Woolly Mammoth
Frozen remains of a juvenile woolly mammoth, "Yuka," were discovered in Siberia.

The discovery of a frozen woolly mammoth in a Siberian cliff has revealed insight into details about the extinct animal's eye colour and hair.

The juvenile mammoth "Yuka" which lay unnoticed in its icy tomb for more than 10,000 years was found by a team of experts funded by BBC and Discovery Channel.

Researchers from the University of Manitoba and the University of Michigan made a remarkable finding that the mammoth had strawberry blonde hair, which supported the scientists' claims that not all mammoths had black hair. They estimated the mammoth had died when it was about two and a half years old.

They also found that the soft tissues of carcasses such as muscle, skin and internal organs, which get decomposed quickly, remained intact in case of Yuka as well as its light-coloured woolly coat, reported BBC.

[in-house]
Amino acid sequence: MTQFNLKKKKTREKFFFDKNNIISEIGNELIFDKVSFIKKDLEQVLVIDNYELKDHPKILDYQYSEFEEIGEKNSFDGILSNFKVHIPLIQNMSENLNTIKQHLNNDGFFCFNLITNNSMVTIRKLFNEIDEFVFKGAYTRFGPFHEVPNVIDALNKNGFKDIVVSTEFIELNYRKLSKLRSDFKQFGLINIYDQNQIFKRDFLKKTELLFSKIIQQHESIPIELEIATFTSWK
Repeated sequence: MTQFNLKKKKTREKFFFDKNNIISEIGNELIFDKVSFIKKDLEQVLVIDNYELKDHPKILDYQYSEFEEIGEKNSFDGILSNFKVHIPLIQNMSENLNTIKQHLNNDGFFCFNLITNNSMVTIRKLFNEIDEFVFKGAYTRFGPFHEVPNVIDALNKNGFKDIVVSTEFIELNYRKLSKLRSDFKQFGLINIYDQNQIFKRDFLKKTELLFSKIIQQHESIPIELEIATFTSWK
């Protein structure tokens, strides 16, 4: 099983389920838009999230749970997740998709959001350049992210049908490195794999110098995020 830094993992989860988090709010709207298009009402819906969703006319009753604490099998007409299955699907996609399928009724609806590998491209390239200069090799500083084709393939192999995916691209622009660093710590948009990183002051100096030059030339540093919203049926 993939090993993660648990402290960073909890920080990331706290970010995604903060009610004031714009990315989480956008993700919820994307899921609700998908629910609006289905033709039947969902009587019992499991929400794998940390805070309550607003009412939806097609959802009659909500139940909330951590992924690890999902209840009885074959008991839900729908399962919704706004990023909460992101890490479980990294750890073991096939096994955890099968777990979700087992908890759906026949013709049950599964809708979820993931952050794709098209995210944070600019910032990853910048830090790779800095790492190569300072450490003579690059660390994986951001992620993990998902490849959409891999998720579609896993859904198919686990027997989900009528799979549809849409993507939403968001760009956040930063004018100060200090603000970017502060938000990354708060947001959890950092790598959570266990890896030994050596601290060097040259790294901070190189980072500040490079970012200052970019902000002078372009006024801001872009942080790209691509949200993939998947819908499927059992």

Kevin Campbell, associate professor of environmental and evolutionary physiology at the University of Manitoba told BBC that one of the most striking things about Yuka is its strawberry-blonde hair.

"These are remarkably rare finds and have huge significance," he added.

The experts believe that these findings will help them link the physiological properties with the DNA sequence of the mammoth to find about other physical features including their eye colour and hair colour by just studying the genes from the bones or the hair samples, reported BBC.

The experts examined the body and found that Yuka had injuries including a freshly broken leg and flesh wounds, which suggested that it could have been attacked by lions and possibly even humans.

If the findings are confirmed it would be the first carcass that shows interaction between mammoths and ancient humans ever found in the area.